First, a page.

Arlyn S. Powell, Jr.
Although firestopping is an important and straightforward activity, it is sometimes neglected and even omitted by cabling installers. "It`s the most ignored thing by installers that I`ve ever seen in my life," says Ed Phillips of Tel-Comm Contracting Inc. (Manchester, ME). "Every day, everywhere I go, I see violations of firewalls, firestops, fire floors and fire codes."
Phillips, who also chairs the standards committee of Bicsi (Tampa, FL), believes this neglect stems from ignorance. "Most installers don`t have any idea what a firewall, firestop or fire rating is," he says. "They take a screwdriver and poke a hole, shove a cable through, and leave it."
However, there is no excuse for this ignorance and the building-code violations that can result from it. Most firestopping, in fact, can be planned by referring to two basic documents -- the local building code and the Fire Resistance Directory published by the Underwriters Laboratories (UL -- Northbrook, IL). "The building code will tell you the level of performance required of the firestop system," states Bob Berhinig, UL associate managing engineer, "and publications like our Fire Resistance Directory will explain how to provide that level of performance.
"The firestop assembly consists of three principal items: the fire-resistive wall or floor that`s being penetrated, the penetrating item, and the firestop material that goes around the penetrating item and fills the opening created by it," he adds.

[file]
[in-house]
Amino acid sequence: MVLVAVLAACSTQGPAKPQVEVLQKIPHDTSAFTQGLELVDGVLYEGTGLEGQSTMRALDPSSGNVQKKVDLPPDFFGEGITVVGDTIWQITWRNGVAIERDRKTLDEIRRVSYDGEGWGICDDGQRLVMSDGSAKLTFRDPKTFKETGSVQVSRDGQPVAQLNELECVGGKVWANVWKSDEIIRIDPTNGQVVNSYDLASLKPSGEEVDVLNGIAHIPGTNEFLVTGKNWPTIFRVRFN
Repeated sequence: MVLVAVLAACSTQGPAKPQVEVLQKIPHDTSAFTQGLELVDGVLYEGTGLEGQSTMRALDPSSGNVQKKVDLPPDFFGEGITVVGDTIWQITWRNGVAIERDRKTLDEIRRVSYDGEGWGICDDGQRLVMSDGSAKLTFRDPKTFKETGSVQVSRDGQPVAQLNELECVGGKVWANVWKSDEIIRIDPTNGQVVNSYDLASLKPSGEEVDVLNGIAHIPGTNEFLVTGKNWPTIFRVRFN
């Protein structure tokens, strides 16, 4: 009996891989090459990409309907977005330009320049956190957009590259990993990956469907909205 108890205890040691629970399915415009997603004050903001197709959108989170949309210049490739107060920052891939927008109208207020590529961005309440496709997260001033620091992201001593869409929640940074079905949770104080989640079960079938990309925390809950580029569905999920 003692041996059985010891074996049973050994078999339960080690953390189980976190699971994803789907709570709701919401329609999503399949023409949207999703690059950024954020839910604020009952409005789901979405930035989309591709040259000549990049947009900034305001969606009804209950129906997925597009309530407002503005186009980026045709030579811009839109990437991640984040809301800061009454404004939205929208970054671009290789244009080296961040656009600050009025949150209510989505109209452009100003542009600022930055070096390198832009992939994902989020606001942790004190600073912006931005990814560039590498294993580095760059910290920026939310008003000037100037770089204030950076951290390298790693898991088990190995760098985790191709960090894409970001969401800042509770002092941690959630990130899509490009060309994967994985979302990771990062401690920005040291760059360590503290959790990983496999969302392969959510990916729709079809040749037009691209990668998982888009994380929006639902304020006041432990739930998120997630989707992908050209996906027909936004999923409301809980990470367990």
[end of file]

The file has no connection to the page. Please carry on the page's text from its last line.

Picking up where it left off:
Specifying fire ratings
The level of performance is specified in hours -- for example, a 2-, 3- or 4-hour firestop may be required. The hour rating refers to the amount of time it takes a fire to burn through the firestop under standard test conditions. In addition to the hour rating, there are two distinct types of fire-rating classifications. "An F rating indicates the period of time in which the system prohibits the passage of flames through the assembly," states Berhinig. "The T rating also has a limitation on flames, but there is an additional requirement on the temperature of the penetrating item."
During the standard fire-rating test, the temperature is measured on the penetrating item one inch from the floor or wall being penetrated. Both F and T ratings are derived from the same test, which is specified by a UL safety standard, UL-1479. This standard is approved by the American National Standards Institute (New York, NY), and its procedure must be followed and referenced by any testing laboratory -- whether UL or one of its competitors -- certifying firestop systems.
An alternative, according to Berhinig, is the E-814 standard of the American Society for Testing and Materials (Astm -- Philadelphia, PA). "The requirements in the UL and Astm standards are very similar," he adds.
To perform the UL-1479 fire-rating test, a section of wall or floor, complete with penetrating item and firestop system, must be constructed and placed in a furnace, where controlled fire and temperature conditions can be created. Wall and floor samples are normally 4 x 4 feet, says Berhinig, but when the penetration is made by several cable trays, the dimensions can increase to 14 x 17 feet for floors and 10 x 10 feet for walls.